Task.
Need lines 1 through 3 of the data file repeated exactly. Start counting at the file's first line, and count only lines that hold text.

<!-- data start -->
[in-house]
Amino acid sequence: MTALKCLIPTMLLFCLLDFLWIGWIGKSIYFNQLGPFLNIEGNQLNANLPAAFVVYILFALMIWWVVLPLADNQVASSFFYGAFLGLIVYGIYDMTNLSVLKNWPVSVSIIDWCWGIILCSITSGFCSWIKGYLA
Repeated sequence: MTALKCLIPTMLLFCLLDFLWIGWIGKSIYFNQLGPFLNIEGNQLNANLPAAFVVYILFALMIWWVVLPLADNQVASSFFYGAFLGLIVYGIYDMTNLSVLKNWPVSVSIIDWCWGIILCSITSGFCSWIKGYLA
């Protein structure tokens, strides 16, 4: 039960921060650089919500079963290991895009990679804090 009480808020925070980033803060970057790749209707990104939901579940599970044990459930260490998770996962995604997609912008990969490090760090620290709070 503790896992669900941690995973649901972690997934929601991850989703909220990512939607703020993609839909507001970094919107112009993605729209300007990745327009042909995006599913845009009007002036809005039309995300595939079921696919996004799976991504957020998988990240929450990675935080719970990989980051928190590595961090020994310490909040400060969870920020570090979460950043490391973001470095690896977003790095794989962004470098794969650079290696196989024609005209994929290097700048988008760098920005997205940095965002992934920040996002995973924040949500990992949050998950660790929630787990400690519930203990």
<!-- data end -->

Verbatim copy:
[in-house]
Amino acid sequence: MTALKCLIPTMLLFCLLDFLWIGWIGKSIYFNQLGPFLNIEGNQLNANLPAAFVVYILFALMIWWVVLPLADNQVASSFFYGAFLGLIVYGIYDMTNLSVLKNWPVSVSIIDWCWGIILCSITSGFCSWIKGYLA
Repeated sequence: MTALKCLIPTMLLFCLLDFLWIGWIGKSIYFNQLGPFLNIEGNQLNANLPAAFVVYILFALMIWWVVLPLADNQVASSFFYGAFLGLIVYGIYDMTNLSVLKNWPVSVSIIDWCWGIILCSITSGFCSWIKGYLA